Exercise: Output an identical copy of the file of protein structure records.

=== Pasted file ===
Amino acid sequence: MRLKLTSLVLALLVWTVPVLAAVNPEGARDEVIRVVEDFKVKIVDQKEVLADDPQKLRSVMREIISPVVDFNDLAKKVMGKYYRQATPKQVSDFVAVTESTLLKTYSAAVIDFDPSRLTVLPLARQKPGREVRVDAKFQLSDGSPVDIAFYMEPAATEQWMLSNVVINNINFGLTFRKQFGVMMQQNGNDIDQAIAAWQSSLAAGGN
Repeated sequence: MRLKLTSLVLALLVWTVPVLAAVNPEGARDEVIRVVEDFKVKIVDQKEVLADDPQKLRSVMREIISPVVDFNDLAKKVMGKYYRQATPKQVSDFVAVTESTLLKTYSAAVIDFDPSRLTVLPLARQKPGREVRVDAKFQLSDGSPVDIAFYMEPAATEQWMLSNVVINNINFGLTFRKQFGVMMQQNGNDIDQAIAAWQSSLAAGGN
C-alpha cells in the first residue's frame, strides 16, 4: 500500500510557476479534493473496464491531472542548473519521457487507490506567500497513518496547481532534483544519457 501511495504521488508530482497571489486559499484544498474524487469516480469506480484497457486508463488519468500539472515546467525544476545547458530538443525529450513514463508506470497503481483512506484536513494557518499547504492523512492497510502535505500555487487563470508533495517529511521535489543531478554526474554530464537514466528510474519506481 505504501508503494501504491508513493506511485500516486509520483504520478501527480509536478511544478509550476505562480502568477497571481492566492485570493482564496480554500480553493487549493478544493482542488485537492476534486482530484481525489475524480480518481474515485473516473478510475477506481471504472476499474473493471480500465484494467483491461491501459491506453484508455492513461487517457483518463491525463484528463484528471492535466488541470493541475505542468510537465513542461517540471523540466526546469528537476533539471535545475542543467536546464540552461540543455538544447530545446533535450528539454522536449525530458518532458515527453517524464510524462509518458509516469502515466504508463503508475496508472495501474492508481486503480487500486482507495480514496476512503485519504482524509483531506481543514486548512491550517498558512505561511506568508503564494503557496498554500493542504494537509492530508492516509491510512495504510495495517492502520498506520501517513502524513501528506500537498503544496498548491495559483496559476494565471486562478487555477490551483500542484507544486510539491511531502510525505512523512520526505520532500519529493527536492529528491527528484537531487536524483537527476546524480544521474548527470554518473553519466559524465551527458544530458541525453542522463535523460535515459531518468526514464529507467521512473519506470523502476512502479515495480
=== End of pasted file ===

Amino acid sequence: MRLKLTSLVLALLVWTVPVLAAVNPEGARDEVIRVVEDFKVKIVDQKEVLADDPQKLRSVMREIISPVVDFNDLAKKVMGKYYRQATPKQVSDFVAVTESTLLKTYSAAVIDFDPSRLTVLPLARQKPGREVRVDAKFQLSDGSPVDIAFYMEPAATEQWMLSNVVINNINFGLTFRKQFGVMMQQNGNDIDQAIAAWQSSLAAGGN
Repeated sequence: MRLKLTSLVLALLVWTVPVLAAVNPEGARDEVIRVVEDFKVKIVDQKEVLADDPQKLRSVMREIISPVVDFNDLAKKVMGKYYRQATPKQVSDFVAVTESTLLKTYSAAVIDFDPSRLTVLPLARQKPGREVRVDAKFQLSDGSPVDIAFYMEPAATEQWMLSNVVINNINFGLTFRKQFGVMMQQNGNDIDQAIAAWQSSLAAGGN
C-alpha cells in the first residue's frame, strides 16, 4: 500500500510557476479534493473496464491531472542548473519521457487507490506567500497513518496547481532534483544519457 501511495504521488508530482497571489486559499484544498474524487469516480469506480484497457486508463488519468500539472515546467525544476545547458530538443525529450513514463508506470497503481483512506484536513494557518499547504492523512492497510502535505500555487487563470508533495517529511521535489543531478554526474554530464537514466528510474519506481 505504501508503494501504491508513493506511485500516486509520483504520478501527480509536478511544478509550476505562480502568477497571481492566492485570493482564496480554500480553493487549493478544493482542488485537492476534486482530484481525489475524480480518481474515485473516473478510475477506481471504472476499474473493471480500465484494467483491461491501459491506453484508455492513461487517457483518463491525463484528463484528471492535466488541470493541475505542468510537465513542461517540471523540466526546469528537476533539471535545475542543467536546464540552461540543455538544447530545446533535450528539454522536449525530458518532458515527453517524464510524462509518458509516469502515466504508463503508475496508472495501474492508481486503480487500486482507495480514496476512503485519504482524509483531506481543514486548512491550517498558512505561511506568508503564494503557496498554500493542504494537509492530508492516509491510512495504510495495517492502520498506520501517513502524513501528506500537498503544496498548491495559483496559476494565471486562478487555477490551483500542484507544486510539491511531502510525505512523512520526505520532500519529493527536492529528491527528484537531487536524483537527476546524480544521474548527470554518473553519466559524465551527458544530458541525453542522463535523460535515459531518468526514464529507467521512473519506470523502476512502479515495480